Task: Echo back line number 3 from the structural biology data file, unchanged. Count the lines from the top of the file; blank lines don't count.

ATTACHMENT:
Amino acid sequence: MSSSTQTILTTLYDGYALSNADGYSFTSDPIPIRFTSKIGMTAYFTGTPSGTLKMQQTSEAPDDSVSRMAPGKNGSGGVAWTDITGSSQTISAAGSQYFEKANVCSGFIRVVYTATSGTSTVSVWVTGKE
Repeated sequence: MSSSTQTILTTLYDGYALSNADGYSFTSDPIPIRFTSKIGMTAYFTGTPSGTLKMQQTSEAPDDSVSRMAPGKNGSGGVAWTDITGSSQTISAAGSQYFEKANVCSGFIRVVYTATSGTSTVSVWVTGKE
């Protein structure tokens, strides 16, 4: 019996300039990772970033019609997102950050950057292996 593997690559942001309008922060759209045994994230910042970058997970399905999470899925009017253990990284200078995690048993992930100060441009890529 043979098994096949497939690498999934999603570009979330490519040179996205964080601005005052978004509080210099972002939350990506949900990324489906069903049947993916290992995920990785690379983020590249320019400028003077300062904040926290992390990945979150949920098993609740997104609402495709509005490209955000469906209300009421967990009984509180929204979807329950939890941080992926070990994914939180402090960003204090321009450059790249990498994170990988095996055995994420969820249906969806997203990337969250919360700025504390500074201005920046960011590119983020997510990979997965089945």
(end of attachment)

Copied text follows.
């Protein structure tokens, strides 16, 4: 019996300039990772970033019609997102950050950057292996 593997690559942001309008922060759209045994994230910042970058997970399905999470899925009017253990990284200078995690048993992930100060441009890529 043979098994096949497939690498999934999603570009979330490519040179996205964080601005005052978004509080210099972002939350990506949900990324489906069903049947993916290992995920990785690379983020590249320019400028003077300062904040926290992390990945979150949920098993609740997104609402495709509005490209955000469906209300009421967990009984509180929204979807329950939890941080992926070990994914939180402090960003204090321009450059790249990498994170990988095996055995994420969820249906969806997203990337969250919360700025504390500074201005920046960011590119983020997510990979997965089945």